But all it took was one inning for the Nats to even things up. Anthony Rendon and Stephen Drew opened the fourth with back-to-back solo home runs, and RBI hits by Jose Lobaton and Trea Turner make it 4-4 heading into the fifth.

The bullpen subsequently cracked, however, yielding a runs in the sixth, seventh and ninth innings to give the Marlins a 7-4 edge. The offense couldn’t mount a late rally, and that was all she wrote.

What it means: The magic number for home field advantage in the NLDS remains at two. As of this post, the Dodgers have yet to complete their game against the Giants, so there’s still a chance it could fall to one by Saturday morning.

Rendon reaches homer milestone: With his fourth-inning solo shot, Rendon became the latest Nats hitter join the 20 home run club. In fact, the Nats tied the 1965 and 2003 Braves as the only National League clubs with six players with 20-plus long balls in a season. (Interestingly enough, the Cardinals mathed that feat the Nats later in night after a Matt Holliday home run.)

But back to Rendon: For all the talk that the Nats offense sans Wilson Ramos will suffer, remember that Rendon has been one of the team’s best hitters since the All-Star break. Since then, he’s notched 11 homers, 20 doubles and 51 RBI. In other words, he’s fully returned to his ‘Tony Two-Bags’ form of 2014.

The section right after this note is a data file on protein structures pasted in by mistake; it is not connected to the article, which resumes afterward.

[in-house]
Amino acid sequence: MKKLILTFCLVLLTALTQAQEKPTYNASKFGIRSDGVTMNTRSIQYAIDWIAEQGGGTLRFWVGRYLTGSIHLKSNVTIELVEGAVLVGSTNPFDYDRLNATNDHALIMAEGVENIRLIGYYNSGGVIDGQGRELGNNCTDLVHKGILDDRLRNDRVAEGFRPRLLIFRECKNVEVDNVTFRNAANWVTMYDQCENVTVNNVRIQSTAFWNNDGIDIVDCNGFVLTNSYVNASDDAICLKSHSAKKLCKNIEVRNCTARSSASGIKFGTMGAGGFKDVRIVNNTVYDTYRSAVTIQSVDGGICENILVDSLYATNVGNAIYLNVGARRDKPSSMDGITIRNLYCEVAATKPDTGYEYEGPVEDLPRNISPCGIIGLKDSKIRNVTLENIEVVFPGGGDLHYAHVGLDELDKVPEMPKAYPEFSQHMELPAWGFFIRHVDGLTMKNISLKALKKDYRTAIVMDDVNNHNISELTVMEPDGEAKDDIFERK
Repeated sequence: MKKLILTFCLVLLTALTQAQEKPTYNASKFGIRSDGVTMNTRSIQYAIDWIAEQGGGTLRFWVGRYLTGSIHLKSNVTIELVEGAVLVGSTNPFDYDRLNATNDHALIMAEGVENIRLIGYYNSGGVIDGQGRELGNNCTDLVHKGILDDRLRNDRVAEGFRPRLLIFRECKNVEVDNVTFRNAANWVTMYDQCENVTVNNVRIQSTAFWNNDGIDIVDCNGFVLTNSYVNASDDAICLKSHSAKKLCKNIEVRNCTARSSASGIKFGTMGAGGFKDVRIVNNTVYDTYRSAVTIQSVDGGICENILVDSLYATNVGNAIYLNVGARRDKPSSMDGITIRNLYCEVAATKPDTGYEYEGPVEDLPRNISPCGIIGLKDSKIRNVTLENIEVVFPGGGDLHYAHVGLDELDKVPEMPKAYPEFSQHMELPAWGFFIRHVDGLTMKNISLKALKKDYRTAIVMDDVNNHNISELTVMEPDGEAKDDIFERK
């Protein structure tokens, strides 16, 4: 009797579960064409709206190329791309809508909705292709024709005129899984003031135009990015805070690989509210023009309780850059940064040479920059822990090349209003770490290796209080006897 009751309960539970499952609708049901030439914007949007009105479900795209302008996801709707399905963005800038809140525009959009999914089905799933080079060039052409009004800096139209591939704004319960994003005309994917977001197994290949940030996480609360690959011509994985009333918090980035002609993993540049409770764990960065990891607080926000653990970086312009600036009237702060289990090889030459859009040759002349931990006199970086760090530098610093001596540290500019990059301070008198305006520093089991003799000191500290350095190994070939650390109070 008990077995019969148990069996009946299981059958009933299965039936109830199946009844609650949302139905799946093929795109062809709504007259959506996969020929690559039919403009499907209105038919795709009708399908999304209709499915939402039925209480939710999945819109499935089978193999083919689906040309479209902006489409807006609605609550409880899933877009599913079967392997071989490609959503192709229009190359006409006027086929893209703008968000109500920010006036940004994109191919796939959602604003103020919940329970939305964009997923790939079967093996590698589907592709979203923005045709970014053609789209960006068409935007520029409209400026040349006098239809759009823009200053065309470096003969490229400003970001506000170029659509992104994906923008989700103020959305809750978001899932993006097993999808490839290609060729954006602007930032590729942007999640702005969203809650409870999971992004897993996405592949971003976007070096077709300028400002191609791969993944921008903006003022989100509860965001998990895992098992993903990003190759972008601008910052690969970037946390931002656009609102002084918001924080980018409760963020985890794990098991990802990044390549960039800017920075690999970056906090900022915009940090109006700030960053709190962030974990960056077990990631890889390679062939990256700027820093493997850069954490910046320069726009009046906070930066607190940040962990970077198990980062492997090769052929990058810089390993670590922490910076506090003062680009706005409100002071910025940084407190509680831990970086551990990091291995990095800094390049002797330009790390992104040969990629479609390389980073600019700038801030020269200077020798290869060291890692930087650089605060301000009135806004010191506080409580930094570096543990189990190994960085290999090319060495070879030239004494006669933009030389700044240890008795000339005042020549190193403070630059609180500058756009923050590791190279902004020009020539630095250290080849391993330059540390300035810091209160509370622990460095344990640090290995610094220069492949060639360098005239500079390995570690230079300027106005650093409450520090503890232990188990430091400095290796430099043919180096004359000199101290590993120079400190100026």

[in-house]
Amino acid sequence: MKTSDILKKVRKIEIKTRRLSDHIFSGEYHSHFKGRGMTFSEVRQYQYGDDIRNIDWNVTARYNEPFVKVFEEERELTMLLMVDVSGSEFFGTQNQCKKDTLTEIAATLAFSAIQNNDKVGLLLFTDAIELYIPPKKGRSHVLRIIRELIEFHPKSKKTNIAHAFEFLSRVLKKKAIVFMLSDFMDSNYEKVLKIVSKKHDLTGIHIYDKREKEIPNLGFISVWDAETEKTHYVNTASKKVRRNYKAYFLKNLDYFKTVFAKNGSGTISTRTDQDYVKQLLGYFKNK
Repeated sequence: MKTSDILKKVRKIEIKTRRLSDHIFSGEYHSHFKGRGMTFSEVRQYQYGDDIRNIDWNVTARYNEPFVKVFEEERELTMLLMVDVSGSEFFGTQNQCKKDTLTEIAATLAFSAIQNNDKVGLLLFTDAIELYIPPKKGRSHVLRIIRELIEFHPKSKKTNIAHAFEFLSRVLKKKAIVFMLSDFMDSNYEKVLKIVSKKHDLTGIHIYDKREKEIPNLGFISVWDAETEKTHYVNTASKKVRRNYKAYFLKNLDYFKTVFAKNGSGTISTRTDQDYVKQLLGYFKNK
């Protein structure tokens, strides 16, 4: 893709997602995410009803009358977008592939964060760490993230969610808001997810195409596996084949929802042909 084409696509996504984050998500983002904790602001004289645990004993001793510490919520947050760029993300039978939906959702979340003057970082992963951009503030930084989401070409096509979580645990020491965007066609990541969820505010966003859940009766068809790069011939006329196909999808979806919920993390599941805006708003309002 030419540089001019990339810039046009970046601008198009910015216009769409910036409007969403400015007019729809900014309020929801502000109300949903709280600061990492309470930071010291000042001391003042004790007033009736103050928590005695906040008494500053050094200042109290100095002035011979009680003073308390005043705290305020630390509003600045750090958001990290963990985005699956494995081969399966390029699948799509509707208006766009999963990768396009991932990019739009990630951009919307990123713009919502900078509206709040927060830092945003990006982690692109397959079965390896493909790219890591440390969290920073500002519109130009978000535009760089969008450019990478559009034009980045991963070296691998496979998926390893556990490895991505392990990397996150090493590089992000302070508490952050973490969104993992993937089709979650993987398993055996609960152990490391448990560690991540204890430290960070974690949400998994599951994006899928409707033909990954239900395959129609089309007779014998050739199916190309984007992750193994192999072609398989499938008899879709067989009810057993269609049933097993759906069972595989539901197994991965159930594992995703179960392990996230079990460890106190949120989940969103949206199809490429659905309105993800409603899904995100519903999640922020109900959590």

More accolades for Turner: D.C.’s favorite rookie had another one of his patented performances Friday night, going 2-for-3 with an RBI single, a triple and two stolen bases. He became the fourth player in MLB history to notch 10 home runs and 30 steals in less than 100 games, joining Rickey Henderson, Bobby Bonds and current Nats first base coach Davey Lopes. Since the break, he leads the team in both extra-base hits and steals. Not bad. Not bad at all.

Harper struggles: In his first game back since injuring his left thumb, Bryce Harper looked looked very much like a hitter trying to regain his timing at the plate. In four at-bats, he struck out four times — three of them swinging. It’s just one game, of course, but he and the Nats are quickly running out of time to rev up for October.

Up next: The Nats will continue their quest to gain home field advantage in the middle game of this three-game set. Washington will send Tanner Roark (15-10, 2.86 ERA) to the hill to oppose Marlins lefty Wei-Yin Chen (5-4, 5.02 ERA).